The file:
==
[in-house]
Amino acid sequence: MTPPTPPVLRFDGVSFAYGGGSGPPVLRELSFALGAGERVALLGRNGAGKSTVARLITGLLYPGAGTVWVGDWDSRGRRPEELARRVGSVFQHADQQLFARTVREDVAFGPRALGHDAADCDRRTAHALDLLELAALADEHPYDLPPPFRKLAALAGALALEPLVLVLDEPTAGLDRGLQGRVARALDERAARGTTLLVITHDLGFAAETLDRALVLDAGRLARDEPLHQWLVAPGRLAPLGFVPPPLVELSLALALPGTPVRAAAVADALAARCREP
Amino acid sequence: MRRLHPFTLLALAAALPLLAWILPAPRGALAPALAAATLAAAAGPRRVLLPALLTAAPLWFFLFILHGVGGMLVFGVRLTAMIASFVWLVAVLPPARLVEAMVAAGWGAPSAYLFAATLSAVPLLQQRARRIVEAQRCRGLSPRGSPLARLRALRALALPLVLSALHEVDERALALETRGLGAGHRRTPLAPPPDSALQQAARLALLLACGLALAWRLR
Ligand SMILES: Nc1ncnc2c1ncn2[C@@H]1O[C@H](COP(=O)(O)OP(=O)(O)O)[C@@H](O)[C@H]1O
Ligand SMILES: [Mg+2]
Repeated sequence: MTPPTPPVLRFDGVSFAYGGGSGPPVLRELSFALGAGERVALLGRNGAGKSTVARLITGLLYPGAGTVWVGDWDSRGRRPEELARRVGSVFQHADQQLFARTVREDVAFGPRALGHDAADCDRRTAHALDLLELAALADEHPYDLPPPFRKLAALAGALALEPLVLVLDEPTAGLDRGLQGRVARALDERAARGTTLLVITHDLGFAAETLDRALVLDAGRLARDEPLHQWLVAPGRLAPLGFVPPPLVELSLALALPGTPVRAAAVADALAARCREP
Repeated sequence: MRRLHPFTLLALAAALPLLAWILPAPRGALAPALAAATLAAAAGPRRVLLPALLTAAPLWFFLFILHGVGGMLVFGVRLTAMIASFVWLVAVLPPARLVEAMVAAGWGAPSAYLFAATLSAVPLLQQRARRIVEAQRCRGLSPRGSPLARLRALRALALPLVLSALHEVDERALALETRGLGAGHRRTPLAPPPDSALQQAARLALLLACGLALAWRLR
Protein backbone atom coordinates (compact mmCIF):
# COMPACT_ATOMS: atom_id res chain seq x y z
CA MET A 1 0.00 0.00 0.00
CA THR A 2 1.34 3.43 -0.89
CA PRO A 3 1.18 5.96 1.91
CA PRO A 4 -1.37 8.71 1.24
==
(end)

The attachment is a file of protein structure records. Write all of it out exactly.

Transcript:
[in-house]
Amino acid sequence: MTPPTPPVLRFDGVSFAYGGGSGPPVLRELSFALGAGERVALLGRNGAGKSTVARLITGLLYPGAGTVWVGDWDSRGRRPEELARRVGSVFQHADQQLFARTVREDVAFGPRALGHDAADCDRRTAHALDLLELAALADEHPYDLPPPFRKLAALAGALALEPLVLVLDEPTAGLDRGLQGRVARALDERAARGTTLLVITHDLGFAAETLDRALVLDAGRLARDEPLHQWLVAPGRLAPLGFVPPPLVELSLALALPGTPVRAAAVADALAARCREP
Amino acid sequence: MRRLHPFTLLALAAALPLLAWILPAPRGALAPALAAATLAAAAGPRRVLLPALLTAAPLWFFLFILHGVGGMLVFGVRLTAMIASFVWLVAVLPPARLVEAMVAAGWGAPSAYLFAATLSAVPLLQQRARRIVEAQRCRGLSPRGSPLARLRALRALALPLVLSALHEVDERALALETRGLGAGHRRTPLAPPPDSALQQAARLALLLACGLALAWRLR
Ligand SMILES: Nc1ncnc2c1ncn2[C@@H]1O[C@H](COP(=O)(O)OP(=O)(O)O)[C@@H](O)[C@H]1O
Ligand SMILES: [Mg+2]
Repeated sequence: MTPPTPPVLRFDGVSFAYGGGSGPPVLRELSFALGAGERVALLGRNGAGKSTVARLITGLLYPGAGTVWVGDWDSRGRRPEELARRVGSVFQHADQQLFARTVREDVAFGPRALGHDAADCDRRTAHALDLLELAALADEHPYDLPPPFRKLAALAGALALEPLVLVLDEPTAGLDRGLQGRVARALDERAARGTTLLVITHDLGFAAETLDRALVLDAGRLARDEPLHQWLVAPGRLAPLGFVPPPLVELSLALALPGTPVRAAAVADALAARCREP
Repeated sequence: MRRLHPFTLLALAAALPLLAWILPAPRGALAPALAAATLAAAAGPRRVLLPALLTAAPLWFFLFILHGVGGMLVFGVRLTAMIASFVWLVAVLPPARLVEAMVAAGWGAPSAYLFAATLSAVPLLQQRARRIVEAQRCRGLSPRGSPLARLRALRALALPLVLSALHEVDERALALETRGLGAGHRRTPLAPPPDSALQQAARLALLLACGLALAWRLR
Protein backbone atom coordinates (compact mmCIF):
# COMPACT_ATOMS: atom_id res chain seq x y z
CA MET A 1 0.00 0.00 0.00
CA THR A 2 1.34 3.43 -0.89
CA PRO A 3 1.18 5.96 1.91
CA PRO A 4 -1.37 8.71 1.24